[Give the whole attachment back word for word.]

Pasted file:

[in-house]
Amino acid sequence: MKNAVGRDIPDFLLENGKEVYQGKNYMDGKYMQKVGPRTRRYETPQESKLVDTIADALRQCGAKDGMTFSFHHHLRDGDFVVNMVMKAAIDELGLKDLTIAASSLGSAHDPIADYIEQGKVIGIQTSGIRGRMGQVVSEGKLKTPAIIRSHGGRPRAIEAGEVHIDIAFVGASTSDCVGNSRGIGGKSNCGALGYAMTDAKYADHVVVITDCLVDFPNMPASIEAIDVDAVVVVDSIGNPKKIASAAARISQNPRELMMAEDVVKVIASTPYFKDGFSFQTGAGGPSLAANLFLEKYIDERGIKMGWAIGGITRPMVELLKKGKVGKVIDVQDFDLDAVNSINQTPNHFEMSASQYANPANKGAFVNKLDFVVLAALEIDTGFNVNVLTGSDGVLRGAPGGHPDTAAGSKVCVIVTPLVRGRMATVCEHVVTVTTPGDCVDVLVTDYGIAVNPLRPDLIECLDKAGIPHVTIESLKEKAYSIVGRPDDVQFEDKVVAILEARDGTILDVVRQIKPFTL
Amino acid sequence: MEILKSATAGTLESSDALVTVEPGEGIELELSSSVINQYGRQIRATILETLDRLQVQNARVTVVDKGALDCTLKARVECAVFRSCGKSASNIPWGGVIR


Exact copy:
[in-house]
Amino acid sequence: MKNAVGRDIPDFLLENGKEVYQGKNYMDGKYMQKVGPRTRRYETPQESKLVDTIADALRQCGAKDGMTFSFHHHLRDGDFVVNMVMKAAIDELGLKDLTIAASSLGSAHDPIADYIEQGKVIGIQTSGIRGRMGQVVSEGKLKTPAIIRSHGGRPRAIEAGEVHIDIAFVGASTSDCVGNSRGIGGKSNCGALGYAMTDAKYADHVVVITDCLVDFPNMPASIEAIDVDAVVVVDSIGNPKKIASAAARISQNPRELMMAEDVVKVIASTPYFKDGFSFQTGAGGPSLAANLFLEKYIDERGIKMGWAIGGITRPMVELLKKGKVGKVIDVQDFDLDAVNSINQTPNHFEMSASQYANPANKGAFVNKLDFVVLAALEIDTGFNVNVLTGSDGVLRGAPGGHPDTAAGSKVCVIVTPLVRGRMATVCEHVVTVTTPGDCVDVLVTDYGIAVNPLRPDLIECLDKAGIPHVTIESLKEKAYSIVGRPDDVQFEDKVVAILEARDGTILDVVRQIKPFTL
Amino acid sequence: MEILKSATAGTLESSDALVTVEPGEGIELELSSSVINQYGRQIRATILETLDRLQVQNARVTVVDKGALDCTLKARVECAVFRSCGKSASNIPWGGVIR